When I originally heard of the project in the fall of 2017, I eagerly searched for a group on Facebook. When I first joined the group, I had no idea what to expect. But within my first hour in the group, picked up an all-in-one picnic basket set, complete with ceramic dishware, real silverware — even wine glasses. Without the Buy Nothing Group, this lovely piece would have gone right into the trash, said the gifter. 

I picked up my new treasure from a neighbor’s porch, and later that week, I put items out on my own porch for relative strangers to pick up. Within my first few weeks in the group, names and faces became familiar. Shortly thereafter, I would recognize these neighbors in the grocery store. These are people I probably wouldn’t have gotten to know otherwise. Before I knew it, I was living in a community. 

When it came time to move out of that zip code, it was time to leave the group as well. My previous neighbors were sad to see me go, but I was able to get moving boxes for all of my items with just a simple ask, along with a brand new IKEA couch and a large woven rug, perfect for my new space. 

How to start your own group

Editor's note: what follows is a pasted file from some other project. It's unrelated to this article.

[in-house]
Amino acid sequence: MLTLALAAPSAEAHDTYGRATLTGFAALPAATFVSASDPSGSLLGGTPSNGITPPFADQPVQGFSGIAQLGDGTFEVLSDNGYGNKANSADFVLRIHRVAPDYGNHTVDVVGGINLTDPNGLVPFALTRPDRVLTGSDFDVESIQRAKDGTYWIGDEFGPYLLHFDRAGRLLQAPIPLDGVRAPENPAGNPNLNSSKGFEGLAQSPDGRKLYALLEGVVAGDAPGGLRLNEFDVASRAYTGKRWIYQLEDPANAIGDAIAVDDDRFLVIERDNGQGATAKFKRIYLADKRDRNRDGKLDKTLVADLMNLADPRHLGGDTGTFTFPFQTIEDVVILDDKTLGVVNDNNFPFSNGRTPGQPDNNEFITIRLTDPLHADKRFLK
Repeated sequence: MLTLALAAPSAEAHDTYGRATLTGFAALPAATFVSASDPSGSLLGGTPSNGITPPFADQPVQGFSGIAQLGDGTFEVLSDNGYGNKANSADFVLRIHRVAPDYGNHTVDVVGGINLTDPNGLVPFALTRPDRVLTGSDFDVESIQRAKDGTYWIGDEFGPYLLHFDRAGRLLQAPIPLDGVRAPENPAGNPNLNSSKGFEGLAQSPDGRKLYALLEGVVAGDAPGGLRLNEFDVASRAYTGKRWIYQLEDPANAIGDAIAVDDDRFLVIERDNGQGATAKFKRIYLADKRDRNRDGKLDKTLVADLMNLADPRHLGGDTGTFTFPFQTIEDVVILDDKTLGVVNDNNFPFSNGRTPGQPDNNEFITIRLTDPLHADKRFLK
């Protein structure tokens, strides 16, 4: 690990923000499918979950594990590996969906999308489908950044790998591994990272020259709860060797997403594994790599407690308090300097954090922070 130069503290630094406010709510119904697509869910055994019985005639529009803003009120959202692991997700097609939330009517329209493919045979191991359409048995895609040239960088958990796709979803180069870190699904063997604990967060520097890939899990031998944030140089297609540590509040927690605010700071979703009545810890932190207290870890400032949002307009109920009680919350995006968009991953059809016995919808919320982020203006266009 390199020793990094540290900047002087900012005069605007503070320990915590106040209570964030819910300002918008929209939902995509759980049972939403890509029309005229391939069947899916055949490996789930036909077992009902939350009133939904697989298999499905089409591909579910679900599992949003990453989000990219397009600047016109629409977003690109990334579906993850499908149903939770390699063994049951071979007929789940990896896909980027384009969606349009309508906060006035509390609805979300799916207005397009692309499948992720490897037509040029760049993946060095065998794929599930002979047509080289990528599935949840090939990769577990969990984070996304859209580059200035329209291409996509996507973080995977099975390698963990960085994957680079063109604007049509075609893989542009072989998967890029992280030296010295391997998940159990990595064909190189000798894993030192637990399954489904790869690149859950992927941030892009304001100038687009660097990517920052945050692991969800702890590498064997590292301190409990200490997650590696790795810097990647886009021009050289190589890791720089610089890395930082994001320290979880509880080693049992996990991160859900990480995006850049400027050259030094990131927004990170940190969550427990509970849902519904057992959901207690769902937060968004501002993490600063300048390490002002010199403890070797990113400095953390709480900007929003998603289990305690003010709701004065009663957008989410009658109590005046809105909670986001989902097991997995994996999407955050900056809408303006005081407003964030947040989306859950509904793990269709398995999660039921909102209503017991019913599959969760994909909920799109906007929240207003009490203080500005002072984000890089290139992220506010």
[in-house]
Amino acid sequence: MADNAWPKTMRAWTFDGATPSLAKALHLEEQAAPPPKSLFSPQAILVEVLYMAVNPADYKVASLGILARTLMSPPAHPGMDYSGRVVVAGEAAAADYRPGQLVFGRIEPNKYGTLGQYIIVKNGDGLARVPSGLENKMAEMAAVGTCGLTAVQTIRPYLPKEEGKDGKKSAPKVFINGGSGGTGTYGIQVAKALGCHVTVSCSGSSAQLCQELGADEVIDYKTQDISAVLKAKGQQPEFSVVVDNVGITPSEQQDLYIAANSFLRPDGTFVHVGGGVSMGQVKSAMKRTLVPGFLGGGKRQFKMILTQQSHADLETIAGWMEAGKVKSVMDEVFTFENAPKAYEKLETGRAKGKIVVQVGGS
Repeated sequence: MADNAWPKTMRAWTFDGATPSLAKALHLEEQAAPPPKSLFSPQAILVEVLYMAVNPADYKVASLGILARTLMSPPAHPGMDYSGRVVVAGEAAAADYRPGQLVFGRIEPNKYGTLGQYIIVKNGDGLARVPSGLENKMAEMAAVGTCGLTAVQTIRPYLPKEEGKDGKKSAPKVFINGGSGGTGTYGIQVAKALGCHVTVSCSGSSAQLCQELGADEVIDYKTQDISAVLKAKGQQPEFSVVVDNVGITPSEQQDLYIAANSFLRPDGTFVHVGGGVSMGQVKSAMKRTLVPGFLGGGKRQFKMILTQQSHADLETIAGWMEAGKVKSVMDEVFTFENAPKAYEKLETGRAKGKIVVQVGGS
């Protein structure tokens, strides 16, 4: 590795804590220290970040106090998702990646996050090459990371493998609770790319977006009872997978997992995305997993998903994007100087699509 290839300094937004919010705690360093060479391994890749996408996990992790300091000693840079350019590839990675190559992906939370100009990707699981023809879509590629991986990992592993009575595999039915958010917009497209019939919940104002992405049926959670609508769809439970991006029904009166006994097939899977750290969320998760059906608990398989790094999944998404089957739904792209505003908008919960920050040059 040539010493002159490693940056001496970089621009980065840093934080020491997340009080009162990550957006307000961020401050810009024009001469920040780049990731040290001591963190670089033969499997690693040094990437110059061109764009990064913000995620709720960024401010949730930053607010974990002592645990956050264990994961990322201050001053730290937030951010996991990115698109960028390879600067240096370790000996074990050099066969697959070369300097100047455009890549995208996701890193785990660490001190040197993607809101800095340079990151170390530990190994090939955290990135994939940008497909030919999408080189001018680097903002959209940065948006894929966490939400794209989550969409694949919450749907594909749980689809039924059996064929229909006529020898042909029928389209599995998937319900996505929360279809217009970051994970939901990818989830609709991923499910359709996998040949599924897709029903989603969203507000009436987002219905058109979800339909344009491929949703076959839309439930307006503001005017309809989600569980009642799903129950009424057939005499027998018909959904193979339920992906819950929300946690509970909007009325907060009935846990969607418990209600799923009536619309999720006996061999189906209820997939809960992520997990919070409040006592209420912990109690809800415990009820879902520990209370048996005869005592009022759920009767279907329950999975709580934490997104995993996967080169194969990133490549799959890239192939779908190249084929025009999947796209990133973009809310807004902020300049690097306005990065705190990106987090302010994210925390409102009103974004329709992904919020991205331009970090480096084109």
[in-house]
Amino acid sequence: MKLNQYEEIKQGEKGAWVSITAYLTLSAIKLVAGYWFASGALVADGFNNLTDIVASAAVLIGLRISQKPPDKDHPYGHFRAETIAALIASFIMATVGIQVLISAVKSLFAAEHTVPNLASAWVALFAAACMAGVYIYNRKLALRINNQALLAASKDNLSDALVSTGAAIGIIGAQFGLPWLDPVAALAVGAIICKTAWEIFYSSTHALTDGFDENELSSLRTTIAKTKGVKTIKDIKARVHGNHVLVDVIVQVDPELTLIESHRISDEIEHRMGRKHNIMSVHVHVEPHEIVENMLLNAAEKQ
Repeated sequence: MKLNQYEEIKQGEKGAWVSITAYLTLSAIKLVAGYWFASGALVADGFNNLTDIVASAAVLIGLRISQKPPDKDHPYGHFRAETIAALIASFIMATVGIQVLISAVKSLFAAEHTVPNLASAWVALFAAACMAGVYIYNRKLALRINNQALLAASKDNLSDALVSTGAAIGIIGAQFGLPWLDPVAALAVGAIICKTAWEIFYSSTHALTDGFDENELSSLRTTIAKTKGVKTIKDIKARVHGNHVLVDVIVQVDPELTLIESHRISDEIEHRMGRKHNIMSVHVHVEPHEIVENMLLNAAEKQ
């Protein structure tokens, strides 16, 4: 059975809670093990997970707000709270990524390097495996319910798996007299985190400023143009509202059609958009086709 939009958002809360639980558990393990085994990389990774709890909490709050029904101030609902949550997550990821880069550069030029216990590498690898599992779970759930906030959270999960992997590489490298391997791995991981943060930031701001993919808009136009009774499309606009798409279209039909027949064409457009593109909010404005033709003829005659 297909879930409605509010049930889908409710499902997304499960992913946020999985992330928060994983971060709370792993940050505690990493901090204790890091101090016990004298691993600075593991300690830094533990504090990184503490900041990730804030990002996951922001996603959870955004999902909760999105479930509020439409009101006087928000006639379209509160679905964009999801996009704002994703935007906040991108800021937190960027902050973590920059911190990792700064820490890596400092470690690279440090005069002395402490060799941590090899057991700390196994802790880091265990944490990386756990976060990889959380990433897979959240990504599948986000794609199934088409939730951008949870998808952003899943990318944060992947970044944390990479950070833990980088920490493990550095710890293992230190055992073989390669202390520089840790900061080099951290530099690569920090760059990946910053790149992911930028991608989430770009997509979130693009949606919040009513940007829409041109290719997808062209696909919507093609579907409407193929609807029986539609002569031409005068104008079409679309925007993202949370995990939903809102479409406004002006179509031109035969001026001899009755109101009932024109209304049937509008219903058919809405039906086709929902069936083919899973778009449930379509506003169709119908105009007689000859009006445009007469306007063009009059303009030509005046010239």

Shortly after I moved, I learned that my new neighborhood didn’t have a Buy Nothing Group, even though I hadn’t moved that far away. But Buy Nothing Project places heavy emphasis on the hyper-local component of their gifting mission.

Taking note of the Buy Nothing void in my new neighborhood, I decided to start my own group. All potential Buy Nothing administrators take a low-stress, go-at-your-pace, Facebook-centered training to best learn how to operate their groups. After doing so, I set up my own group with the help of some of my area’s regional volunteers. Setting up my group was very easy. I reached out to some other Buy Nothing Group administrators, who gave me access to document files that I was able to copy and paste into the rules and regulations section of my group as well as the necessary cover banner materials.